I never dreamed I’d be talking sex with former CIA operative Valerie Plame. After all, she’s the covert operative whose name was leaked to the press by senior members of the George W. Bush administration, abruptly ending her CIA career, and who is married to former U.S. Ambassador Joe C. Wilson.

Let’s face it, in the world of government and politics, it’s not a good career move for a woman to talk about sex, especially her own sex life (…or a husband to publicly contradict the administration he serves).

So why are we talking sex? Because in Plame’s second spy novel, Burned, co-written with veteran suspense novelist Sarah Lovett, there’s some hot sex—in fact, quite a bit of hot sex. And why do I say we’re talking about Plame’s sex life? Because no one denies that Burned’s lead character, CIA operative Vanessa Pierson, is the fictional version of Valerie Plame. They’re both beautiful, blonde daughters of military men. They’re both smart, funny, like to sneak cigarettes and fight nuclear proliferation.

So when I mention to Plame that when it comes to government and politics one needs to keep one’s sex life hidden, she laughs. After I ask her if she agrees with that, she says, “Are you talking about in books?”

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I answer that Vanessa Pierson is basically Valerie Plame, and she says, “Sure.” Then she begins to stumble. “Well, the sex scenes are, um, ah, of course there is a little bit of awkwardness. I’m the mother of teenagers. My mother is still living. So it has to be, um, appropriate to demonstrate that there is a sexual side to this character, but no need to go to the Fifty Shades of Grey territory.”

“I write sex,” I say to Plame. “That’s my job.” And I thought, Whoa! after reading the sex scenes in Burned.

“Did you like the sex scenes or you thought they were silly?” she asks.

“I was just thinking this was a woman who testified before Congress.”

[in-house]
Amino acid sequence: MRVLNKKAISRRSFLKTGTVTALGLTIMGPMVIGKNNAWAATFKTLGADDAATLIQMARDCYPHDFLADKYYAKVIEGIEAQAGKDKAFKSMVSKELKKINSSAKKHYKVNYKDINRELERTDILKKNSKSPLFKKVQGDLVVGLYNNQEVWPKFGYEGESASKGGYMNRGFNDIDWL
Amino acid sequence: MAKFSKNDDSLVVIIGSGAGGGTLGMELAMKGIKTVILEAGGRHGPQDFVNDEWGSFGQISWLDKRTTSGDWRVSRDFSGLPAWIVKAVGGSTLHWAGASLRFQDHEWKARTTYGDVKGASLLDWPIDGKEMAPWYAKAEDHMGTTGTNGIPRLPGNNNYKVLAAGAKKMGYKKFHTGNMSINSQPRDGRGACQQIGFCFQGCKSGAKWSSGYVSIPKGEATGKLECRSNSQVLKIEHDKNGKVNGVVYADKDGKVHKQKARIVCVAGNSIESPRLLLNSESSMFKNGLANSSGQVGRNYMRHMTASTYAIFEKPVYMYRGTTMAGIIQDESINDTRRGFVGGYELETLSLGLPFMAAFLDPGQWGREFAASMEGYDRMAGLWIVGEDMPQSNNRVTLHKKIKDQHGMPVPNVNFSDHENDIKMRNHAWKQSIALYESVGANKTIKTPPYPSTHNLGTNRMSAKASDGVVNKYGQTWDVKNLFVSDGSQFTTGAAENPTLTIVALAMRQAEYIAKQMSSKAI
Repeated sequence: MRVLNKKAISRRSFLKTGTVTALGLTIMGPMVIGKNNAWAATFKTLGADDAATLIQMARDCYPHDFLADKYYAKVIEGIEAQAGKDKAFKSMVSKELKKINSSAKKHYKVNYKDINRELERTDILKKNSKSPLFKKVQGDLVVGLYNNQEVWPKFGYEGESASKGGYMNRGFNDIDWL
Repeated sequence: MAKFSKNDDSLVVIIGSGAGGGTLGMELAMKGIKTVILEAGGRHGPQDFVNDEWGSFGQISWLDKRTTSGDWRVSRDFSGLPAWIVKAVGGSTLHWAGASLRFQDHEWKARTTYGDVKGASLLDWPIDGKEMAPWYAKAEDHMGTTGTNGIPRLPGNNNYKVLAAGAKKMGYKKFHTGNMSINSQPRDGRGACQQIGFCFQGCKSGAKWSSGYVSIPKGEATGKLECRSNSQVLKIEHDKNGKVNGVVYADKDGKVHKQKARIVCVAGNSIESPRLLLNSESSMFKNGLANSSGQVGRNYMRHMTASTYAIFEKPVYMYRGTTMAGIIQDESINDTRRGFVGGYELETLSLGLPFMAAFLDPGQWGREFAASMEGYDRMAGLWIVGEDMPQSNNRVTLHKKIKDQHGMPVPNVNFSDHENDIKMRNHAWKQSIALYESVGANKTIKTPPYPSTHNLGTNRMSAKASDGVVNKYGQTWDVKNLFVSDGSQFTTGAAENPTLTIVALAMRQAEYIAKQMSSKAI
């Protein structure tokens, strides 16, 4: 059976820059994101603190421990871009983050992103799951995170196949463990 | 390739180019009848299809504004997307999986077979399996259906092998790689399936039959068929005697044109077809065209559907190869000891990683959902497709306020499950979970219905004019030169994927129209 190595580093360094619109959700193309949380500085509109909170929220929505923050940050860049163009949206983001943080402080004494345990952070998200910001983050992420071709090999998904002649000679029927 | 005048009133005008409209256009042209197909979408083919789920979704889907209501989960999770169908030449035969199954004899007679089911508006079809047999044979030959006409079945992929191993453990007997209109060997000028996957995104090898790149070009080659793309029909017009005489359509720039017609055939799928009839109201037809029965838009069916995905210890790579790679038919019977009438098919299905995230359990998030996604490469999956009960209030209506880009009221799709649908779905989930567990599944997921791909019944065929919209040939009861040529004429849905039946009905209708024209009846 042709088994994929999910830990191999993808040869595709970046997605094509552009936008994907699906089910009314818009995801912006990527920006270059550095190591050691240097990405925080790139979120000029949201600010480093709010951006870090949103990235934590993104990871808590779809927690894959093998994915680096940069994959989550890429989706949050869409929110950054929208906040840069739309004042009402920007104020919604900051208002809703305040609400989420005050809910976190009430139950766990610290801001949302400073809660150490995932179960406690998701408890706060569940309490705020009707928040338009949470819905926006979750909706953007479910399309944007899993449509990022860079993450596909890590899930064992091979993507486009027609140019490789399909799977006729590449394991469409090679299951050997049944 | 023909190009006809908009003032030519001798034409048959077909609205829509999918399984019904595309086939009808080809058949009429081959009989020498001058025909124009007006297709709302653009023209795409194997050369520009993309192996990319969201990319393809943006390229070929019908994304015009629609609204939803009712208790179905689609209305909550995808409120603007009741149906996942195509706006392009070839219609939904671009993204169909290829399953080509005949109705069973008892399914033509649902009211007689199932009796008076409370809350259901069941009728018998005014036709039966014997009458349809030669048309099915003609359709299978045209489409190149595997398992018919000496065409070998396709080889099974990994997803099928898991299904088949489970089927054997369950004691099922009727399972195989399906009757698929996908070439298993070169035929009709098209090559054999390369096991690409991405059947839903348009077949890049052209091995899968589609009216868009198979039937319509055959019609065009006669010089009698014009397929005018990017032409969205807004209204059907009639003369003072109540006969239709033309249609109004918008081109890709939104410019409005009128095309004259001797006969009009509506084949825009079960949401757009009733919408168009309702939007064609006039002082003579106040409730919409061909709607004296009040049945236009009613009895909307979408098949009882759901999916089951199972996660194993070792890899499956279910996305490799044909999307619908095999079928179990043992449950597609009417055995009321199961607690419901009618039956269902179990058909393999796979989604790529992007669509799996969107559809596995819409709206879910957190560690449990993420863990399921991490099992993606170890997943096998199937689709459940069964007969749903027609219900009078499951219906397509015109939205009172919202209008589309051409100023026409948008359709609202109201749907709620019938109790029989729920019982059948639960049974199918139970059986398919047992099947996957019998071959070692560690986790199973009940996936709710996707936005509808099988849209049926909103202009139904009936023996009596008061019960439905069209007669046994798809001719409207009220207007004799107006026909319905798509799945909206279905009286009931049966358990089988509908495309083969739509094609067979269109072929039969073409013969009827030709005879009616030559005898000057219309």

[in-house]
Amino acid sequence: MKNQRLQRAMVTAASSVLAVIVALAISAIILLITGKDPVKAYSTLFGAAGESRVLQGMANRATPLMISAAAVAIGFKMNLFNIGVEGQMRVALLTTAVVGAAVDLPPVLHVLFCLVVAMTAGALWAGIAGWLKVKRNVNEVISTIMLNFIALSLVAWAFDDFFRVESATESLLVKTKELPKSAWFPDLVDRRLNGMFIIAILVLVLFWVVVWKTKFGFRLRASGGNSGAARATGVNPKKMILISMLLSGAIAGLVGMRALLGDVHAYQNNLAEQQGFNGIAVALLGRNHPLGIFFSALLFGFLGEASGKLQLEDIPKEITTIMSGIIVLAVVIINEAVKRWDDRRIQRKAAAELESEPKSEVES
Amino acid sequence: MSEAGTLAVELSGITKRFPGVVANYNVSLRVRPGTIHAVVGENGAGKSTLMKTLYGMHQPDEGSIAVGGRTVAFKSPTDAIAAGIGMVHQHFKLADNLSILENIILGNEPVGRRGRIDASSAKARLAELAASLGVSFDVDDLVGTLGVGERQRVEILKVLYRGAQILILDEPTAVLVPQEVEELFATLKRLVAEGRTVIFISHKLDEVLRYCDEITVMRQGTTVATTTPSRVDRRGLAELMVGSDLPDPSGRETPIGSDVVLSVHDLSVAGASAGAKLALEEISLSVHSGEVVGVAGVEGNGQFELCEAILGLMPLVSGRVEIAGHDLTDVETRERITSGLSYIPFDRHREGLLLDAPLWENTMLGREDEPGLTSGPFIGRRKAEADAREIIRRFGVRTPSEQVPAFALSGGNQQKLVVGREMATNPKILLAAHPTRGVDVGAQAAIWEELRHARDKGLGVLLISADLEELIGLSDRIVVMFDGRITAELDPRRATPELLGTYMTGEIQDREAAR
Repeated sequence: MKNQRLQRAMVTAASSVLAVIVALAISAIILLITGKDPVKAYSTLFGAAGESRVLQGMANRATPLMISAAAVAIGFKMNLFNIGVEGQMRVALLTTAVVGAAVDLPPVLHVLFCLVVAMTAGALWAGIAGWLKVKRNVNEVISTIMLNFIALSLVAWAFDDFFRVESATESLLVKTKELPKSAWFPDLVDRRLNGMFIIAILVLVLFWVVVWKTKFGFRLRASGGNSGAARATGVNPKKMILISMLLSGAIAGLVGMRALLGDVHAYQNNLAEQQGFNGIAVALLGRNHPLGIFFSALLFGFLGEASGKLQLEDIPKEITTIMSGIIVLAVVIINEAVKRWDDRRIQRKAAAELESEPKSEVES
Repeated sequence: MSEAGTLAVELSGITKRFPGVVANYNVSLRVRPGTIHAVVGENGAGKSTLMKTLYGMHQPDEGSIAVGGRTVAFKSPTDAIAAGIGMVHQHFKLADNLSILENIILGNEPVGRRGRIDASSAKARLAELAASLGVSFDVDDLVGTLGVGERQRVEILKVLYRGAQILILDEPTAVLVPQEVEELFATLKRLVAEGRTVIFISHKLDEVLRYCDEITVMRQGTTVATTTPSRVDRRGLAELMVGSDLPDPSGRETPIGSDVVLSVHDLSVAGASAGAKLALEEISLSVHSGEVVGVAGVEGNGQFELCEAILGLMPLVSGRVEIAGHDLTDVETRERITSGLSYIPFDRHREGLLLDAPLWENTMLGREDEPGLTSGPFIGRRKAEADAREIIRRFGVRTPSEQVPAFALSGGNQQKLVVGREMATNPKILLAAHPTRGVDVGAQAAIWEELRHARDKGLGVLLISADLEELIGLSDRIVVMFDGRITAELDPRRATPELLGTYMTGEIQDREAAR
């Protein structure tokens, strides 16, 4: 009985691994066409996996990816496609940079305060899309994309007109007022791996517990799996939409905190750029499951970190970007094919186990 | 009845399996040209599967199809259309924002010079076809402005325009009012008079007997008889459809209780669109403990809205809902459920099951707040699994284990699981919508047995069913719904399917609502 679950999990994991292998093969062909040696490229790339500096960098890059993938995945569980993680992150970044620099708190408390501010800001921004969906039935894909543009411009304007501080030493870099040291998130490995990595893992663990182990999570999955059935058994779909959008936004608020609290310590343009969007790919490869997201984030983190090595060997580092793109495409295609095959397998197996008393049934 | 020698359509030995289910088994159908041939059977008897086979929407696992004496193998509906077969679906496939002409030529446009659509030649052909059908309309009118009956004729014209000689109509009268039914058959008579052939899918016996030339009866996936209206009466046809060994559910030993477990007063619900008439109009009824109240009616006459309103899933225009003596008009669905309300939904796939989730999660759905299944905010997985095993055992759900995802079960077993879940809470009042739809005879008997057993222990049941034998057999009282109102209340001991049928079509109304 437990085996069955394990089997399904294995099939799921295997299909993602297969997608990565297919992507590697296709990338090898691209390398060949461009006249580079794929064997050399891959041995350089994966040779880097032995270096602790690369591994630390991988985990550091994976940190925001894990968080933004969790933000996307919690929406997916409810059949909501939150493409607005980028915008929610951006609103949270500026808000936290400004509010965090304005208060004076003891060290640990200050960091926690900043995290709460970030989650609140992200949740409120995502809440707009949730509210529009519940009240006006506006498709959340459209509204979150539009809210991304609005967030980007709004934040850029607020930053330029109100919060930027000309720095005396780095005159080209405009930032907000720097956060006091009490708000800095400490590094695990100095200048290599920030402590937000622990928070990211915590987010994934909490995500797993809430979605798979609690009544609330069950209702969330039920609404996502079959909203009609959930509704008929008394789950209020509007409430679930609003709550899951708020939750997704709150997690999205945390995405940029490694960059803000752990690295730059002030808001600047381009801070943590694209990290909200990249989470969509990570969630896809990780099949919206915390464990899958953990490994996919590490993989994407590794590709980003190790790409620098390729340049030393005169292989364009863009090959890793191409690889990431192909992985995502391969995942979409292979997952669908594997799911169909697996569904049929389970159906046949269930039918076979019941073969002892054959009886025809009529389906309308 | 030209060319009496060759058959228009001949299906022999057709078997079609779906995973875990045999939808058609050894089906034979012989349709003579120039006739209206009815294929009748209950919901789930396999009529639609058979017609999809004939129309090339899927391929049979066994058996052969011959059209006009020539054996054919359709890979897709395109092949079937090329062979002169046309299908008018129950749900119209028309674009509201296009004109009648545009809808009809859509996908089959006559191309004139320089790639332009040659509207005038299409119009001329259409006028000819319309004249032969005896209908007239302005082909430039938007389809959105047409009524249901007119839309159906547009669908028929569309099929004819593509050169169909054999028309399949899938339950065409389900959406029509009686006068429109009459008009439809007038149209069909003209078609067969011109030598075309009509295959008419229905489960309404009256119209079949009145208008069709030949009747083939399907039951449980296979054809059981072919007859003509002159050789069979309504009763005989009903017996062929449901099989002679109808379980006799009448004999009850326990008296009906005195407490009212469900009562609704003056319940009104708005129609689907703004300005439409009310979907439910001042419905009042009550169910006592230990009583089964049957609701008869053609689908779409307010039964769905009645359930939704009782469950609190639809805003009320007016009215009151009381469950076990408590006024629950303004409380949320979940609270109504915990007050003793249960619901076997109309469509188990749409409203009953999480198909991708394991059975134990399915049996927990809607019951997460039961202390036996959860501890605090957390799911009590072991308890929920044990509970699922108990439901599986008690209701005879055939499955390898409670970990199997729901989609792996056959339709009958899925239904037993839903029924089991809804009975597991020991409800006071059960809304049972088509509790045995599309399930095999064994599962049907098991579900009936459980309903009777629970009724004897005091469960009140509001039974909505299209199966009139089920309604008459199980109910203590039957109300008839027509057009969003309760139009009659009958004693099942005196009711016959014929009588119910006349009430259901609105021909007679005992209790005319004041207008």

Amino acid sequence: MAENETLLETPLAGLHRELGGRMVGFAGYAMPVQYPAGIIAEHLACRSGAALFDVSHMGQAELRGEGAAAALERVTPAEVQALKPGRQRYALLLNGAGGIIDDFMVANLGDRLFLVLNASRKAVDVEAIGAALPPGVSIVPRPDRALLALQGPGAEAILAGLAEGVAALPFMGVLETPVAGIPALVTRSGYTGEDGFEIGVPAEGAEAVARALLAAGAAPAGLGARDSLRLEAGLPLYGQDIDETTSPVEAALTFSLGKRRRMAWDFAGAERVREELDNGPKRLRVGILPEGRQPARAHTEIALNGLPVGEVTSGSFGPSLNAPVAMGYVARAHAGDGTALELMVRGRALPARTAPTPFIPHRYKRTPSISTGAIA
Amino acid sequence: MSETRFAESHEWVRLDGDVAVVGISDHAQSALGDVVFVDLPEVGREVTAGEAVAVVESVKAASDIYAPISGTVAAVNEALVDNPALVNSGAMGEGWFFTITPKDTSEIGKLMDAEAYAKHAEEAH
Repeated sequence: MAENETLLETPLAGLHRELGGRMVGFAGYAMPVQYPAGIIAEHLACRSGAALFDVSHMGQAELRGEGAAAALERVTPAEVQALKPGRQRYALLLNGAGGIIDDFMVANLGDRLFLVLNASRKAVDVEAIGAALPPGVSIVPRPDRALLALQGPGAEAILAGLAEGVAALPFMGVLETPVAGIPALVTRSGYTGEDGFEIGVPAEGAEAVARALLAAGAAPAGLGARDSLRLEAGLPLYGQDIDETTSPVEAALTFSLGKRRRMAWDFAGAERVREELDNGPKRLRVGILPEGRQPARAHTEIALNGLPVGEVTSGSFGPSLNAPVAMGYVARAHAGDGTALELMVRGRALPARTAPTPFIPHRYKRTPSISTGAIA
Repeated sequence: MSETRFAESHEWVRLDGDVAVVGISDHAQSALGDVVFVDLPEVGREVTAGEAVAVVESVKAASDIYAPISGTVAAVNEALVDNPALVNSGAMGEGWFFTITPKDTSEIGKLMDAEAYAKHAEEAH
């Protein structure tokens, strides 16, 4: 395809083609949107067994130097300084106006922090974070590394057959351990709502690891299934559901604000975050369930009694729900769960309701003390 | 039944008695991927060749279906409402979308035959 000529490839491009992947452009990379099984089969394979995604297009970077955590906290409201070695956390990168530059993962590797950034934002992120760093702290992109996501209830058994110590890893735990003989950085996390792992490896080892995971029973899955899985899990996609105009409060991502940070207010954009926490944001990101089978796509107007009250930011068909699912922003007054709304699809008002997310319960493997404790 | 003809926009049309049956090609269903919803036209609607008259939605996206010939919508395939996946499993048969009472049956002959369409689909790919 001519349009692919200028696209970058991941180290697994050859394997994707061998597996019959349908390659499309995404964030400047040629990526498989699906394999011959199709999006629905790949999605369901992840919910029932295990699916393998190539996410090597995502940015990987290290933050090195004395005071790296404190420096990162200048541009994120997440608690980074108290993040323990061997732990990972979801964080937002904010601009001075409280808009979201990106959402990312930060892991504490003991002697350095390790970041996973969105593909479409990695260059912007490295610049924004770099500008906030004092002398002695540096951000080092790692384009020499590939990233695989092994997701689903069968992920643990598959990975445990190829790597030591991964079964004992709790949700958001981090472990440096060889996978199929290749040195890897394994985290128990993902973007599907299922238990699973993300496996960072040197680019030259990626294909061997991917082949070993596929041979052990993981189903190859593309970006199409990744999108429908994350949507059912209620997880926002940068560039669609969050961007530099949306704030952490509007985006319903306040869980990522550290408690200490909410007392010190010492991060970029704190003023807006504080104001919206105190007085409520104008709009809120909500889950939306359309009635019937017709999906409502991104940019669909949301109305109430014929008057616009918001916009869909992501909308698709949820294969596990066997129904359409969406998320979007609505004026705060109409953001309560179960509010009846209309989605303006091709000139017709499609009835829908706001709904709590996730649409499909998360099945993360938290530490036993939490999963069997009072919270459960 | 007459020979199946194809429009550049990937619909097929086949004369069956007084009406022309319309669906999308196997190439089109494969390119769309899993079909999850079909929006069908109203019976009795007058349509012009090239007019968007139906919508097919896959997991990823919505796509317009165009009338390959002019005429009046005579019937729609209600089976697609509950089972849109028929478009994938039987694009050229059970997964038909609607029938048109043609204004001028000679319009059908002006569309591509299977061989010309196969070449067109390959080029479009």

“Let’s not forget that ‘Scooter’ Libby, who was Vice President Cheney’s chief of staff, wrote a book in which there’s included some pretty graphic sex scenes of bestiality, okay?” she replies, referring, of course, to the man who was convicted for perjury, obstruction of justice and making false statements in the Plame affair.

“You don’t think it was graphic?” I persist.

“I don’t know. We’ll see what my mother says.”

“Oh, that’s funny,” co-author Lovett responds when I tell her about my conversation with Plame. “When you’re sharing the initials of the main character…I think there’s also a certain amount of protectiveness. Certainly I feel some protectiveness.”

Lovett and Plame created the sex scenes to add dimensionality to the character of Pierson. “She very obviously can become obsessed and is obsessed with her own way of protecting the world,” Lovett says. “And she’s young, but she’s also someone who wants a—and this is very important to Valerie, too—wants to have a full life and not to fall into the trap of becoming a burned out alcoholic.”

So why am I focusing on sex rather than the plot of the book? The plot details Vanessa’s continuing hunt for nuclear arms dealer Bhoot, a task she began in Plame’s and Lovett’s first novel together, Blowback, a task that’s complicated by the emergence of a new terrorist group, True Jihad. Why focus on sex when Burned is uncomfortably timely with its dirty bombs, kidnappings, murders, and talk of Muslims and World War III due to nuclear proliferation? Burned Cover

Because if I tell you what Plame and I discussed the most, and what is most disconcerting and controversial about the antagonist in Burned, I’ll reveal the ending of the book. And I don’t want to do that.

As Lovett says, “Valerie takes her oath to the CIA with complete faith and she has never shared anything that would get me knocked off.” And though Lovett emphasizes that she’s joking, I take my oath not to reveal the ending with complete faith. And maybe I’m joking and maybe I’m not.

But I will leave you with a one non-sex bit of information.

Like Vanessa Pierson, Valerie Plame is a fan of Graham Greene, “who sees the world”—she actually says—“in every shade of gray. And that is reality. It’s not just black and white. And the same goes for our actions and how we move through the world. So I hope I brought a little bit of that questioning stance to Blowback and Burned. I think as individuals, we always need to be asking ourselves what’s the right thing to do, what’s the context I’m doing it in, why am I doing it, and, of course, in a story about espionage, those stories come into sharper focus.”

Or as she and Lovett put it in Burned, as Valerie Pierson’s mentor talks to her over dinner in Venice, “You and I, Vanessa, share a hunger for truth as well as a kind of core morality, which is why it is vital you understand that you’re endangering your heart, your moral center, even if your goal is bringing a traitor to justice. You must decide how far you can go without compromising yourself. And I’m not talking about your career. Do you understand?”

Yes. Sex and all.

Suzy Spencer talks more about sex in her memoir Secret Sex Lives: A Year on the Fringes of American Sexuality.